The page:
The Latvian Popular Front, established in 1988 to unite proindependence forces, split apart after independence was achieved, giving way to a number of new parties, many defined by their stance on the status of the country's Russian-speaking population. Following the October 1998 elections the 100 seats in the Saeima were distributed as follows: People's Party, 24; Latvian Way Union, 21; Fatherland and Freedom/Latvian National Conservative Party, 17; Popular Harmony Party, 16; Latvian Social Democratic Alliance, 14; and New Party, 8. There were also other political parties not represented in the Saeima.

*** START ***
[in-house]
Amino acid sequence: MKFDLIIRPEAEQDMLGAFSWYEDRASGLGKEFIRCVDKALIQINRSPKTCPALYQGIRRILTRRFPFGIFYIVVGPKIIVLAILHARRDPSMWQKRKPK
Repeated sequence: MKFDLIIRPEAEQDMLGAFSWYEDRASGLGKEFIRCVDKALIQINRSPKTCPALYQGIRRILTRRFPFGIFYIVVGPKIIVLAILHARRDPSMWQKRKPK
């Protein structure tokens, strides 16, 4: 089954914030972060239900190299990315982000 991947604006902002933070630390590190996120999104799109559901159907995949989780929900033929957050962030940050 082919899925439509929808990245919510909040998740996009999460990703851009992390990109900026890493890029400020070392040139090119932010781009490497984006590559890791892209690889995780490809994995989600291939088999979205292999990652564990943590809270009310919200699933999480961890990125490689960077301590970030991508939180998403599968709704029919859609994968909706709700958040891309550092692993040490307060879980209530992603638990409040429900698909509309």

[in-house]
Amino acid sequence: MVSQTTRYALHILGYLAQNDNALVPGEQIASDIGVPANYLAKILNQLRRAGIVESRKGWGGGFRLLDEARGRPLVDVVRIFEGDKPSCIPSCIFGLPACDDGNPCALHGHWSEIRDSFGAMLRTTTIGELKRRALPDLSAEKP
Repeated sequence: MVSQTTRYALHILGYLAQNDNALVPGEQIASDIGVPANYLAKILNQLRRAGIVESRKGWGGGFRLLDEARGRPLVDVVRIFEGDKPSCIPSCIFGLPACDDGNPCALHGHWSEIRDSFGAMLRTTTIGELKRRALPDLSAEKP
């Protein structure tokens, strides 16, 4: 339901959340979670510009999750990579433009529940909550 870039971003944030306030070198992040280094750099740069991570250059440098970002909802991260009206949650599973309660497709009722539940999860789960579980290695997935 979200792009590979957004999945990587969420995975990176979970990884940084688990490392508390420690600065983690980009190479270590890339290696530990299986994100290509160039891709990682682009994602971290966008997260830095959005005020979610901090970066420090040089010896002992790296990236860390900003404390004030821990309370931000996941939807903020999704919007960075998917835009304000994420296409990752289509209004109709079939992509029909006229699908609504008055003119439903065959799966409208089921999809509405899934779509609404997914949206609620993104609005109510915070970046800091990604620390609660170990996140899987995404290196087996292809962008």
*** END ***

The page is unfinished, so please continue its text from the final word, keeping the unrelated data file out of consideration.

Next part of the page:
Following the October 2002 parliamentary elections, New Era, a new party led by former central bank head Einars Repse, won the most seats in the Saeima (26), followed by the For Human Rights in a United Latvia Party with 24, the People's Party with 21, the Alliance of Greens and Farmers with 12, Latvia's First Party with 10, and the For Fatherland and Freedom Party with 7. Repse was named prime minister, leading a coalition of New Era, Latvia's First Party, the Alliance of Greens and Farmers, and the For Fatherland and Freedom Party.